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Brewers increase product types amid rising trend of 'non-beer' drinks

As consumer tastes expand to encompass a wide variety of alcoholic offerings, major beer companies are increasing their sales of additional drink types -- catering to demographics such as women and young adults -- with this spring's featured lineup including beverages that might best be described as upscale, fresh, and contemporary.

    "We'd like to crack into a new market," commented a representative from the Kirin Co., which plans to launch limited-edition sales of "Hyoketsu Premium" -- a deluxe version of its classic "Hyoketsu" chuhai -- in the Kanto area on April 5.

    The 240-millileter beverage will feature twice the amount of fruit juices, including Sicilian lemon, while the container will be a fancy bottle rather than the usual aluminum can. The shelf price will be on the pricey end, at 198 yen.

    In order to take customer needs closely into account and respond accordingly, numerous companies are rapidly adding new products to their lineup -- including chuhai, which is lower in alcohol content than whisky, wine or Japanese sake, for example, and is thus preferred by a wide variety of consumers.

    Suntory Spirits Ltd. will launch sales on March 29 of its "-196 Goku Kire," which is less sweet than its other beverages, and has an alcohol content of 6 percent -- about the same as beer. This will join the company's existing "Strong Zero" product series, which has a similarly low level of sweetness, and an alcohol content of 8 to 9 percent.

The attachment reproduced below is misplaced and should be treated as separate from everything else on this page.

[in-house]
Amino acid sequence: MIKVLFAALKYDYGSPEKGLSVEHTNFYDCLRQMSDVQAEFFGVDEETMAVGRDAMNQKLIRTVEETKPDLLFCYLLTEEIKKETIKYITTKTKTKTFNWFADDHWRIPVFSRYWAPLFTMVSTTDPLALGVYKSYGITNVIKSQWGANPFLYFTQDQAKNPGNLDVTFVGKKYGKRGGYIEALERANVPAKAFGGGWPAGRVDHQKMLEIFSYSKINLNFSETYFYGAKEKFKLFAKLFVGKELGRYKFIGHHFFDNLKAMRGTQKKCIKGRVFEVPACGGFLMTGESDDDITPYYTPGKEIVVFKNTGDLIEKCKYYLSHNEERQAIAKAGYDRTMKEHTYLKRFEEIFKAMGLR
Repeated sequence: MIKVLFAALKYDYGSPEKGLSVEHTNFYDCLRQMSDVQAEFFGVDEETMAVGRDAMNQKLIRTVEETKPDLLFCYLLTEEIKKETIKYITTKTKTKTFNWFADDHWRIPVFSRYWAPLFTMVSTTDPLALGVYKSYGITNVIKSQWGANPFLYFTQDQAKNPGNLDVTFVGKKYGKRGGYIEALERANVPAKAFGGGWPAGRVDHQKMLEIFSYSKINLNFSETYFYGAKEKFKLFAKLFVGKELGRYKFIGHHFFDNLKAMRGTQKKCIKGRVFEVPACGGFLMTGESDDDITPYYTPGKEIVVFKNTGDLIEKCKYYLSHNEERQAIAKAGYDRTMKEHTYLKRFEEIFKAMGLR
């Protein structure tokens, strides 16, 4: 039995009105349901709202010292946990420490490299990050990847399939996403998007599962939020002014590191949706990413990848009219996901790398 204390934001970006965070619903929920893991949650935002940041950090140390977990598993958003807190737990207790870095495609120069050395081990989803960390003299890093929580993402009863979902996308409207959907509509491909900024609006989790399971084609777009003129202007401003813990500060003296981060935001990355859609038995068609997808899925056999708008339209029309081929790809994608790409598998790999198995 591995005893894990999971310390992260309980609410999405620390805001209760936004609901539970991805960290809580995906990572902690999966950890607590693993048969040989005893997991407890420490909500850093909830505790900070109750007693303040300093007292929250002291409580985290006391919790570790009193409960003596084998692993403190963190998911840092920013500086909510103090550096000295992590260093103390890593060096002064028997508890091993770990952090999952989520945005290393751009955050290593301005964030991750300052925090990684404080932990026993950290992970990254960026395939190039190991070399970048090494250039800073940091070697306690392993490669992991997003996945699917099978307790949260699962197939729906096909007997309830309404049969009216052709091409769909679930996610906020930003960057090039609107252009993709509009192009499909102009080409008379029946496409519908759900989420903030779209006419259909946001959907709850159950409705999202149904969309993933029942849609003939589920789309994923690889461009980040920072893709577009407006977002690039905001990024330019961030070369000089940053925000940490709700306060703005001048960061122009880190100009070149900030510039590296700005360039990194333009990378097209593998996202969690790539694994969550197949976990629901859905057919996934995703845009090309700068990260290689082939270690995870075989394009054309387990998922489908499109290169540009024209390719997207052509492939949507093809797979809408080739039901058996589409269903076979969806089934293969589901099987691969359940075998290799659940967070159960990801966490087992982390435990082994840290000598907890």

Explaining its objective in introducing the "Goku Kire" product, a public relations representative from the company commented, "We wanted to appeal to those customers who may prefer an unsweetened taste -- but who may have been avoiding (the "Strong Zero" beverages) because a 9 percent alcohol content was too high for them."

    Meanwhile, Sapporo Breweries Ltd. will begin sales in April of its Bacardi Rum High Ball -- a lightly sweet-tasting highball that features rum rather than whisky, and is mixed with soda, which the company says offers a "new taste experience."

    Asahi Breweries Ltd., whose major product lineup has so far included only a scant number of chuhai, will be attempting to make up for lost time by launching sales in April of its "freshly-squeezed" chuhai series, which only utilize juice from fruit that has been squeezed within the previous 24 hours.

    Behind such companies' moves to expand their product offerings beyond beer lies the changing structure of the market. While the amount of beer shipped domestically in 2015 showed an upturn for the first time in 19 years, the expansion of this category to encompass "beer products" -- happoshu and beer-flavored drinks (the latter of which is known as "the third beer") -- results in the figure showing an ongoing decrease, with 2015 figures only three-quarters of those from 2000.

    The reason for the decrease is found in the trends of declining births and the aging of the population, as well as a diversification of consumer tastes.

    The market for beverages such as chuhai, however, is showing a continuing increasing trend.

    According to figures from the Kirin Co., the total figure for domestic sales of non-beer alcoholic drinks such as chuhai, highball, and cocktails was the equivalent of 306,000 kiloliters in 1999. When sales of 'Hyoketsu' that utilized a base of vodka instead of shochu were launched in 2001, the image of chuhai underwent a transformation -- with sales in the following year of 2002 suddenly surpassing 500,000 kiloliters. By 2015, the figure had soared to 856,000 kiloliters.

    With the beer market forecast to experience a downturn, non-beer drinks represent an area of growth for companies in the industry, with a representative describing such beverages as "able to be expanded to encompass numerous products, and easily adaptable to consumers' needs."

    Clearly, a continued infusion of new products in this regard will result in the potential for an ongoing expansion of the market.

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